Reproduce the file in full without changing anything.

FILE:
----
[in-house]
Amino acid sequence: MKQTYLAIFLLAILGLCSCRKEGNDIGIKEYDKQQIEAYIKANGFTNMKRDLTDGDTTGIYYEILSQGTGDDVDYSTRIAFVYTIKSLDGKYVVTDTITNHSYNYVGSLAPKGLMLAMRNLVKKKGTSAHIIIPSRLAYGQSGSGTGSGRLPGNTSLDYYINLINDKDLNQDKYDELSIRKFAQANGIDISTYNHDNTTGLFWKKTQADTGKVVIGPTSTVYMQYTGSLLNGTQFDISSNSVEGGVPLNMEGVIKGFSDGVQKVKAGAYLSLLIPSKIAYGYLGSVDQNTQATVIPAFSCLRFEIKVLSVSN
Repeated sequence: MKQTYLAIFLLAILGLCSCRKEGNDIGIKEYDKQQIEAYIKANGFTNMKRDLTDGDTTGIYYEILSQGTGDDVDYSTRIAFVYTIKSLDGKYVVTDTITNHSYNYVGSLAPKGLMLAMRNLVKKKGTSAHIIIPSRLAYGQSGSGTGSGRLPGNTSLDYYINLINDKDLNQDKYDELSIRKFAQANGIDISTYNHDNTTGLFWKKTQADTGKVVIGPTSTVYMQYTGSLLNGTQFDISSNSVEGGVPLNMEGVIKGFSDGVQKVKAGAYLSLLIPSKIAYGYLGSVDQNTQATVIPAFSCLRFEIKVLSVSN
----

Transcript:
[in-house]
Amino acid sequence: MKQTYLAIFLLAILGLCSCRKEGNDIGIKEYDKQQIEAYIKANGFTNMKRDLTDGDTTGIYYEILSQGTGDDVDYSTRIAFVYTIKSLDGKYVVTDTITNHSYNYVGSLAPKGLMLAMRNLVKKKGTSAHIIIPSRLAYGQSGSGTGSGRLPGNTSLDYYINLINDKDLNQDKYDELSIRKFAQANGIDISTYNHDNTTGLFWKKTQADTGKVVIGPTSTVYMQYTGSLLNGTQFDISSNSVEGGVPLNMEGVIKGFSDGVQKVKAGAYLSLLIPSKIAYGYLGSVDQNTQATVIPAFSCLRFEIKVLSVSN
Repeated sequence: MKQTYLAIFLLAILGLCSCRKEGNDIGIKEYDKQQIEAYIKANGFTNMKRDLTDGDTTGIYYEILSQGTGDDVDYSTRIAFVYTIKSLDGKYVVTDTITNHSYNYVGSLAPKGLMLAMRNLVKKKGTSAHIIIPSRLAYGQSGSGTGSGRLPGNTSLDYYINLINDKDLNQDKYDELSIRKFAQANGIDISTYNHDNTTGLFWKKTQADTGKVVIGPTSTVYMQYTGSLLNGTQFDISSNSVEGGVPLNMEGVIKGFSDGVQKVKAGAYLSLLIPSKIAYGYLGSVDQNTQATVIPAFSCLRFEIKVLSVSN